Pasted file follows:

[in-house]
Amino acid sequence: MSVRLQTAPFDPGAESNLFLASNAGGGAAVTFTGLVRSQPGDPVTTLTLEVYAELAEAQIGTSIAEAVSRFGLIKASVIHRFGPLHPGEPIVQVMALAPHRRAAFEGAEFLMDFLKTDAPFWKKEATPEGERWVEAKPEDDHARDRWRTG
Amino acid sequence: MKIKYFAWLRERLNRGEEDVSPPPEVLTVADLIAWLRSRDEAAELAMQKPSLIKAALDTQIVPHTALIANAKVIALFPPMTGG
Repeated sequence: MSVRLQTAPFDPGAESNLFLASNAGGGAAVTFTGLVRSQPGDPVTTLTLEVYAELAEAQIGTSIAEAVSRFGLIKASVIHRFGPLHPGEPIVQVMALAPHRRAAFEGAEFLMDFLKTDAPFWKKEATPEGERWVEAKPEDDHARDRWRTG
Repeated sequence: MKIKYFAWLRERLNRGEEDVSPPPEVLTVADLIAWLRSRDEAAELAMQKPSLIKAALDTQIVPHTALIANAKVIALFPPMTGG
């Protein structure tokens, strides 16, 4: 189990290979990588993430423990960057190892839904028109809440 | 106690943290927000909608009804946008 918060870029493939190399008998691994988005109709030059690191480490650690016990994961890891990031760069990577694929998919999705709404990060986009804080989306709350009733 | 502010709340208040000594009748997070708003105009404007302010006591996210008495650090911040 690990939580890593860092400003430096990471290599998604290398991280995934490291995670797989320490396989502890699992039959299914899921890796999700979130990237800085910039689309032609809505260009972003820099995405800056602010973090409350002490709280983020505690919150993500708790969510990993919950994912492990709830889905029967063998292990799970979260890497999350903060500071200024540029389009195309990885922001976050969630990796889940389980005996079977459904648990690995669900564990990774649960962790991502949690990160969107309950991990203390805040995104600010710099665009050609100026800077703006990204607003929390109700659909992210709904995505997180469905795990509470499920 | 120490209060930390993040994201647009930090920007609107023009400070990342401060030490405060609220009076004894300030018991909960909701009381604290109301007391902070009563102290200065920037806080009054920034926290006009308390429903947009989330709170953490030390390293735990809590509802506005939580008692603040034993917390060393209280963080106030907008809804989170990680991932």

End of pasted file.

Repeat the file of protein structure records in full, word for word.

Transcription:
[in-house]
Amino acid sequence: MSVRLQTAPFDPGAESNLFLASNAGGGAAVTFTGLVRSQPGDPVTTLTLEVYAELAEAQIGTSIAEAVSRFGLIKASVIHRFGPLHPGEPIVQVMALAPHRRAAFEGAEFLMDFLKTDAPFWKKEATPEGERWVEAKPEDDHARDRWRTG
Amino acid sequence: MKIKYFAWLRERLNRGEEDVSPPPEVLTVADLIAWLRSRDEAAELAMQKPSLIKAALDTQIVPHTALIANAKVIALFPPMTGG
Repeated sequence: MSVRLQTAPFDPGAESNLFLASNAGGGAAVTFTGLVRSQPGDPVTTLTLEVYAELAEAQIGTSIAEAVSRFGLIKASVIHRFGPLHPGEPIVQVMALAPHRRAAFEGAEFLMDFLKTDAPFWKKEATPEGERWVEAKPEDDHARDRWRTG
Repeated sequence: MKIKYFAWLRERLNRGEEDVSPPPEVLTVADLIAWLRSRDEAAELAMQKPSLIKAALDTQIVPHTALIANAKVIALFPPMTGG
């Protein structure tokens, strides 16, 4: 189990290979990588993430423990960057190892839904028109809440 | 106690943290927000909608009804946008 918060870029493939190399008998691994988005109709030059690191480490650690016990994961890891990031760069990577694929998919999705709404990060986009804080989306709350009733 | 502010709340208040000594009748997070708003105009404007302010006591996210008495650090911040 690990939580890593860092400003430096990471290599998604290398991280995934490291995670797989320490396989502890699992039959299914899921890796999700979130990237800085910039689309032609809505260009972003820099995405800056602010973090409350002490709280983020505690919150993500708790969510990993919950994912492990709830889905029967063998292990799970979260890497999350903060500071200024540029389009195309990885922001976050969630990796889940389980005996079977459904648990690995669900564990990774649960962790991502949690990160969107309950991990203390805040995104600010710099665009050609100026800077703006990204607003929390109700659909992210709904995505997180469905795990509470499920 | 120490209060930390993040994201647009930090920007609107023009400070990342401060030490405060609220009076004894300030018991909960909701009381604290109301007391902070009563102290200065920037806080009054920034926290006009308390429903947009989330709170953490030390390293735990809590509802506005939580008692603040034993917390060393209280963080106030907008809804989170990680991932």